ISE organised an Assistant Editor Webinar in September 2021 with Siân Fever, Fiona Starogardski and Eoin McGuirk on the panel. The purpose of the webinar was to provide information and insights for people considering getting into the editorial world as an assistant editor and ISE is pleased to say that it was very well attended. A video recording of the webinar can be seen here and a transcript can be viewed or downloaded here.
ISE organised two editing webinars in February 2022, An Introduction to Drama Editing and An Introduction to Documentary Editing.
The drama webinar had Nathan Nugent (Swan Song, Normal People), Victoria Boydell (Operation Mincemeat, The Last Vermeer) and Mags Arnold (Big Little Lies, The Trip) on the panel: the video recording can be viewed here and the audio of same can be heard here.
The documentary webinar had Connie Farrell (New York Our Time, The End of Romance), Maeve O'Boyle (The Devil's Advocate, The 8th) and Mick Mahon (Nothing Compares, Gaza): the video recording can be viewed here and the audio of same can be heard here.
Both webinars offer an excellent deep dive into the working lives and insights of highly experienced and engaging drama and documentary editors.
Screen Skills Ireland resource pages
Screen Skills Ireland have created a crew availability list page where freelancers can show when they will be available for work. There is also an upcoming productions page which will give people access to potential jobs.
Guides to working during Covid-19
Irish Screen Editors have produced guides to help editors and assistants manage the new reality of working under the constraints of Covid-19, both from home and in post facilities. Click here to read/download the working from home guide and here to the working in post houses.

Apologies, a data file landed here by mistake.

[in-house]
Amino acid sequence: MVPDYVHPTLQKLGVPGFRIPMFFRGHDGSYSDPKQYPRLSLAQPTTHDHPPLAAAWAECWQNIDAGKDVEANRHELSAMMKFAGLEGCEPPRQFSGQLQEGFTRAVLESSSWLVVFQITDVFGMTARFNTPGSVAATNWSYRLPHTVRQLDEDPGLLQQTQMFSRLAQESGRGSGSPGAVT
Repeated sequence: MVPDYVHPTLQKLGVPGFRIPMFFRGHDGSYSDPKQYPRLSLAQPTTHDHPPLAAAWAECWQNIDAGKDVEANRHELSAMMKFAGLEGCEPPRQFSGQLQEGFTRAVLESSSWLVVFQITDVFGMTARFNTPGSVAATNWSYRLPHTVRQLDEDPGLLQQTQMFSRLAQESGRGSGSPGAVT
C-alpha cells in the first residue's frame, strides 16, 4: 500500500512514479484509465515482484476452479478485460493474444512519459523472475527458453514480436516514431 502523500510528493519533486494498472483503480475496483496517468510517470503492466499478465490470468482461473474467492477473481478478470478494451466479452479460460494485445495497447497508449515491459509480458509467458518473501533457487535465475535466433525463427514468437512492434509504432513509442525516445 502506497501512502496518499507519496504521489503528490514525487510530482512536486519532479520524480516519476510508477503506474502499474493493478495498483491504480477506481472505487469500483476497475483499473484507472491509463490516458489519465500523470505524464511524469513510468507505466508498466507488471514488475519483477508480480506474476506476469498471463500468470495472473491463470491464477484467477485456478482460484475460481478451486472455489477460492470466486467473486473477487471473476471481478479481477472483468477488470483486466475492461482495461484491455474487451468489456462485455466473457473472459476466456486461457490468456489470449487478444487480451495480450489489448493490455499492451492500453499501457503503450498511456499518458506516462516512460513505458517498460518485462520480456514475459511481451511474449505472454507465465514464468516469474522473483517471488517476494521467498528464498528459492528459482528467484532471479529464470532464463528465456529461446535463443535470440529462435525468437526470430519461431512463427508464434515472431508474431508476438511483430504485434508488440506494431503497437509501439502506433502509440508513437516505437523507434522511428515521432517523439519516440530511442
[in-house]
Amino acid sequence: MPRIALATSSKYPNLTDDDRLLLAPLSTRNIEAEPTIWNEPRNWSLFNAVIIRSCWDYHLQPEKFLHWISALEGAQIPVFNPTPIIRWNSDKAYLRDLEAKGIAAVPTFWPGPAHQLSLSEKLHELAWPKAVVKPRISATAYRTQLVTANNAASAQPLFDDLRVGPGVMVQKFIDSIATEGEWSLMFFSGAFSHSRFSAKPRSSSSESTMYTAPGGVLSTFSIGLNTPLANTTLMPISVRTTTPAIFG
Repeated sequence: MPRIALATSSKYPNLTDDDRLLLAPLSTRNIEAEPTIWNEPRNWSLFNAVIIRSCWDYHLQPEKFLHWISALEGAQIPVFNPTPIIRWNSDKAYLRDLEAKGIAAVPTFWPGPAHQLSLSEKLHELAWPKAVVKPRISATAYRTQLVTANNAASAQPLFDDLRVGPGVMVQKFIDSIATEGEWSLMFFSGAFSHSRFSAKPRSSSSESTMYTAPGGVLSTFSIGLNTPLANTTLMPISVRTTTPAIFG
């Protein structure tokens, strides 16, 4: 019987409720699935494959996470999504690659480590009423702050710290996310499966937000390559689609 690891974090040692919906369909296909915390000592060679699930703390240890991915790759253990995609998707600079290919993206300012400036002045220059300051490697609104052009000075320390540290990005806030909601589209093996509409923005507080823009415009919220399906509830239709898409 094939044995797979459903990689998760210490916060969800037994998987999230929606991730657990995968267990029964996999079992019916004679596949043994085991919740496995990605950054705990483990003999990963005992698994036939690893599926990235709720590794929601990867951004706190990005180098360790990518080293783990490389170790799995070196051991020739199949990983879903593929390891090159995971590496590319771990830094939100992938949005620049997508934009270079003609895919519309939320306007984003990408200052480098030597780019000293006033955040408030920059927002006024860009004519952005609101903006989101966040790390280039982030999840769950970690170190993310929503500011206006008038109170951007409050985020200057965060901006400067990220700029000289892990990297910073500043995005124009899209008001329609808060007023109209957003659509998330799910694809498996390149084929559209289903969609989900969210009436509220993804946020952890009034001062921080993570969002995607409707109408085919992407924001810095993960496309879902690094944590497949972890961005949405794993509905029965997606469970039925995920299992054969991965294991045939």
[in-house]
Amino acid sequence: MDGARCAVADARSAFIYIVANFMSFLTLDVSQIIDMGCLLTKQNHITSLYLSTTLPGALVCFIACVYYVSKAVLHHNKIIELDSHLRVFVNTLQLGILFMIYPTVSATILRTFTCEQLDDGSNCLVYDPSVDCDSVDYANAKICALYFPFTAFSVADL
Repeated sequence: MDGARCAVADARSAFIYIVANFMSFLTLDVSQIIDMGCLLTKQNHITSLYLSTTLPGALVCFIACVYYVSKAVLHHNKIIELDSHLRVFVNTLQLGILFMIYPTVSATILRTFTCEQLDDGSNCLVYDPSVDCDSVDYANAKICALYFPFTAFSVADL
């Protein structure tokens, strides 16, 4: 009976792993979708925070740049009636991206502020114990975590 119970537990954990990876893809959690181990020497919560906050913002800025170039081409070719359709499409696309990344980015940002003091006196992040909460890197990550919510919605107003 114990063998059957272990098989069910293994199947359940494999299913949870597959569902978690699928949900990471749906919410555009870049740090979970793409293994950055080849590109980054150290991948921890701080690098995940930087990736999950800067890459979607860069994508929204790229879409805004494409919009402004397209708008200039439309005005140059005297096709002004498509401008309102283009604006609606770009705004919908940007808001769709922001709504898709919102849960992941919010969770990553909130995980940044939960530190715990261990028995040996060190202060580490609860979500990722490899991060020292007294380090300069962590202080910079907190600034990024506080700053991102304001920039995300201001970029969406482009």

In response to a number of queries from members we have put together some information that may be helpful when starting a new job or beginning to work with a new client or employer.
ISE recommends that the following should be agreed before starting on a new project:
• Extent of editing to be carried out (offline/online/finishing/grade/titles/audio mix) and deadline for completion
• Weekly and daily rate
• Working hours per day
• Project overrun contingency
• Fee for working from home and use of editor’s kit if applicable
• Time frame for payment
• Any additional expenses (travel costs, accommodation and subsistence)
• In case of self-isolation by editor/director/other crew
• In case editor contracts Covid and can't work (paused vs. replaced)
• In case there's a suspected case in the facility
• Measures being taken on site regarding social distancing/contacts in the edit suite
A good protection for editors and assistants is having an agreement/contract in place for medium to long term projects. This ensures that the fees, conditions, hours etc for the editor/assistant have been discussed and agreed by all parties.
A guide agreement/contract can be downloaded here - this is not a definitive contract, but it is intended as a template to use in negotiations with clients and also to give ISE members who have little or no experience of contracts an idea of what they generally contain. Naturally there will be different and/or additional clauses depending on the project and the production company.
ISE stresses that contracts are not necessary for every project, for example in the situation where the editor/assistant has an ongoing relationship with clients.
We had a number of in person workshops open to ISE members before the onset of the Covid-19 pandemic put paid to these types of events. You can read about these workshops here.
The ISE Mentoring Scheme was designed to provide up-and-coming editors with an opportunity to experience how more experienced editors work. This scheme differed from “assistant” placements or “work experience” in that the mentee was not expected to contribute to the work of the edit suite: they are there to see how the mentor works, how they approach their day, and how they deal with directors and producers over the course of that day. Due to the pandemic, however, we have had to suspend the programme until further notice.
The format of the mentoring is built on observation and dialogue. The recipient of the mentoring spends two days in the edit suite of the mentor as they work. The setup is informal, and intended to be be unobtrusive; it is vitally important that the mentor’s work should not be compromised by the presence of the mentee. More information is available here.
The first participant in the scheme was Dave Thorpe who spent time with acclaimed editor Tony Cranstoun A.C.E. - you can read his piece about his experience observing Tony at work here.
Another participant was Luke Byrne who shadowed Derek Holland as Derek was editing the TV series Blood. You can read about his experience here.